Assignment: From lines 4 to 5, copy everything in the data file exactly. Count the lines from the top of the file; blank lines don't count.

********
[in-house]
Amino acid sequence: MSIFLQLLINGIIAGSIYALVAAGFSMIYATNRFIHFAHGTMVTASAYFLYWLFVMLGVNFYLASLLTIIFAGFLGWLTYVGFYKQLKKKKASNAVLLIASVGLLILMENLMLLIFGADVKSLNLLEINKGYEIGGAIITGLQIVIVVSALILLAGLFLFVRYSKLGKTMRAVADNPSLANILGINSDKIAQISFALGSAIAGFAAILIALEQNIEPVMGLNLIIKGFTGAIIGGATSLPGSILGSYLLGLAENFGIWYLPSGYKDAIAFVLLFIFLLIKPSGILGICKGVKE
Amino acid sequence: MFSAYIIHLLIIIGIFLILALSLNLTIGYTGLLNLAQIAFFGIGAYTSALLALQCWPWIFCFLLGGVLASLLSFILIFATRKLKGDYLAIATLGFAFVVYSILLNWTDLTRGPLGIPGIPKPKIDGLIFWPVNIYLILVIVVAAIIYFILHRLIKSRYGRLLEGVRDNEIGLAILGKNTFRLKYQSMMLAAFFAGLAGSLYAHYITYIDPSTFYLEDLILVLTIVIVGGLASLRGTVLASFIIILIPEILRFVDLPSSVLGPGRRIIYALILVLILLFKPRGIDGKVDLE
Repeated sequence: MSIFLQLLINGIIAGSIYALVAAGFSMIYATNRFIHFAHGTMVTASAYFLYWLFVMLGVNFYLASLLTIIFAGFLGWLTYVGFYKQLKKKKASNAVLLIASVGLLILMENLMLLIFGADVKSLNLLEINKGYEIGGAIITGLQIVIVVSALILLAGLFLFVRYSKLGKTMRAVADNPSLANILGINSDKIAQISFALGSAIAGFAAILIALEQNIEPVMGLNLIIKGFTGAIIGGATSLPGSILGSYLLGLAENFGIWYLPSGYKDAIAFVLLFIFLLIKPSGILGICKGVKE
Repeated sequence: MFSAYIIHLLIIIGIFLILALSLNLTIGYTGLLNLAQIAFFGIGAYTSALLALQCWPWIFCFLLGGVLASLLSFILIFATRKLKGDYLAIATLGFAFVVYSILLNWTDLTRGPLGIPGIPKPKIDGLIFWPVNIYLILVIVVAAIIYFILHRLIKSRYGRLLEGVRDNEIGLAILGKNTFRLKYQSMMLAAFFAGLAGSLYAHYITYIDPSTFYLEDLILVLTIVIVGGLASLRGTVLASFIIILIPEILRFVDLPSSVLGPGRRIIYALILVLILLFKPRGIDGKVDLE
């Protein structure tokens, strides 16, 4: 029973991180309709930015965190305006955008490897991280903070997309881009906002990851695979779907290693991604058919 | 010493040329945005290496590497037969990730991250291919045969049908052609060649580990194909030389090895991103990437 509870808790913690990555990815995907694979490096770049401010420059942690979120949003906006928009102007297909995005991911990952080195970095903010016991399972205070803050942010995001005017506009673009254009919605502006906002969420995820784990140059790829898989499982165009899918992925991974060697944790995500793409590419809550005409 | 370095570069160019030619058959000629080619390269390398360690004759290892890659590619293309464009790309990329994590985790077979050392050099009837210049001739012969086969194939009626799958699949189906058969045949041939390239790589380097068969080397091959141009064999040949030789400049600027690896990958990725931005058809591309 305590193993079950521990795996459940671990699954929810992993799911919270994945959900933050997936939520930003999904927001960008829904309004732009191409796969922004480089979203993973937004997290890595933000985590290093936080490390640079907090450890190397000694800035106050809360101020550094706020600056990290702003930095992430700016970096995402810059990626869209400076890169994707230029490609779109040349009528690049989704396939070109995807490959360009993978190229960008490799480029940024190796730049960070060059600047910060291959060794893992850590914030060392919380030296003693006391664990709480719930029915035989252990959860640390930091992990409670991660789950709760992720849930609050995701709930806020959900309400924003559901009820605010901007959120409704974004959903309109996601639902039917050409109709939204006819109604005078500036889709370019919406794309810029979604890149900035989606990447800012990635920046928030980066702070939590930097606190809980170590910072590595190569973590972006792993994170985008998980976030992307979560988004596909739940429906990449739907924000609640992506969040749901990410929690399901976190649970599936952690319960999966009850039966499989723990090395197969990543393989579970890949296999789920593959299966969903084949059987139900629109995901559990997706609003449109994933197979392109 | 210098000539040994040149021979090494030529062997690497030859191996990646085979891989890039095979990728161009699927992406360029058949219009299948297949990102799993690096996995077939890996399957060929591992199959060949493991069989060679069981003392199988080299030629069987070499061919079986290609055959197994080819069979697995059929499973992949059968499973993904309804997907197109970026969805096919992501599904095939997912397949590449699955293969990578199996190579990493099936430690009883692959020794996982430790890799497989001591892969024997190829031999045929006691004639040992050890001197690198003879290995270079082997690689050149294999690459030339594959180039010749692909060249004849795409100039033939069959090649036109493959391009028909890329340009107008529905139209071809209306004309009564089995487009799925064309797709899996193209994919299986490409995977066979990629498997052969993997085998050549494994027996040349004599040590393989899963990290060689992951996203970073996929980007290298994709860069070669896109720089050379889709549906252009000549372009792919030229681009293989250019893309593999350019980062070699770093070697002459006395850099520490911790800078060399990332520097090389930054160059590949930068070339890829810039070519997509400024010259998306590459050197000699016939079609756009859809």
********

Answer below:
Repeated sequence: MSIFLQLLINGIIAGSIYALVAAGFSMIYATNRFIHFAHGTMVTASAYFLYWLFVMLGVNFYLASLLTIIFAGFLGWLTYVGFYKQLKKKKASNAVLLIASVGLLILMENLMLLIFGADVKSLNLLEINKGYEIGGAIITGLQIVIVVSALILLAGLFLFVRYSKLGKTMRAVADNPSLANILGINSDKIAQISFALGSAIAGFAAILIALEQNIEPVMGLNLIIKGFTGAIIGGATSLPGSILGSYLLGLAENFGIWYLPSGYKDAIAFVLLFIFLLIKPSGILGICKGVKE
Repeated sequence: MFSAYIIHLLIIIGIFLILALSLNLTIGYTGLLNLAQIAFFGIGAYTSALLALQCWPWIFCFLLGGVLASLLSFILIFATRKLKGDYLAIATLGFAFVVYSILLNWTDLTRGPLGIPGIPKPKIDGLIFWPVNIYLILVIVVAAIIYFILHRLIKSRYGRLLEGVRDNEIGLAILGKNTFRLKYQSMMLAAFFAGLAGSLYAHYITYIDPSTFYLEDLILVLTIVIVGGLASLRGTVLASFIIILIPEILRFVDLPSSVLGPGRRIIYALILVLILLFKPRGIDGKVDLE